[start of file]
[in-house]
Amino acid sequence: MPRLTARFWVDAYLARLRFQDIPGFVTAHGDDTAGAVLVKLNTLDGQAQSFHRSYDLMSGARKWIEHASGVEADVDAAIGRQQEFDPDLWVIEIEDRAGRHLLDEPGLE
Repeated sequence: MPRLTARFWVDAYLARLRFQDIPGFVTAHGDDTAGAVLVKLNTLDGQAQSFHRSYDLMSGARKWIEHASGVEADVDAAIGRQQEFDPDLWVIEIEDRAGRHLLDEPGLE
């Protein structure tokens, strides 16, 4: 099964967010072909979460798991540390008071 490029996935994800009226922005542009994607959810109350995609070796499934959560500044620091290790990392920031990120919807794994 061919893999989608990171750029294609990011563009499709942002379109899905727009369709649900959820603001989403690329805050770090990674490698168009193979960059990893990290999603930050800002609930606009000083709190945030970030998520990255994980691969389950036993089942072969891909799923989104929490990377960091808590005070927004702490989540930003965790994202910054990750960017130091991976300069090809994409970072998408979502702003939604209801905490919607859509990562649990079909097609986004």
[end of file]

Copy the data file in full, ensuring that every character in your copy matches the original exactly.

[in-house]
Amino acid sequence: MPRLTARFWVDAYLARLRFQDIPGFVTAHGDDTAGAVLVKLNTLDGQAQSFHRSYDLMSGARKWIEHASGVEADVDAAIGRQQEFDPDLWVIEIEDRAGRHLLDEPGLE
Repeated sequence: MPRLTARFWVDAYLARLRFQDIPGFVTAHGDDTAGAVLVKLNTLDGQAQSFHRSYDLMSGARKWIEHASGVEADVDAAIGRQQEFDPDLWVIEIEDRAGRHLLDEPGLE
């Protein structure tokens, strides 16, 4: 099964967010072909979460798991540390008071 490029996935994800009226922005542009994607959810109350995609070796499934959560500044620091290790990392920031990120919807794994 061919893999989608990171750029294609990011563009499709942002379109899905727009369709649900959820603001989403690329805050770090990674490698168009193979960059990893990290999603930050800002609930606009000083709190945030970030998520990255994980691969389950036993089942072969891909799923989104929490990377960091808590005070927004702490989540930003965790994202910054990750960017130091991976300069090809994409970072998408979502702003939604209801905490919607859509990562649990079909097609986004």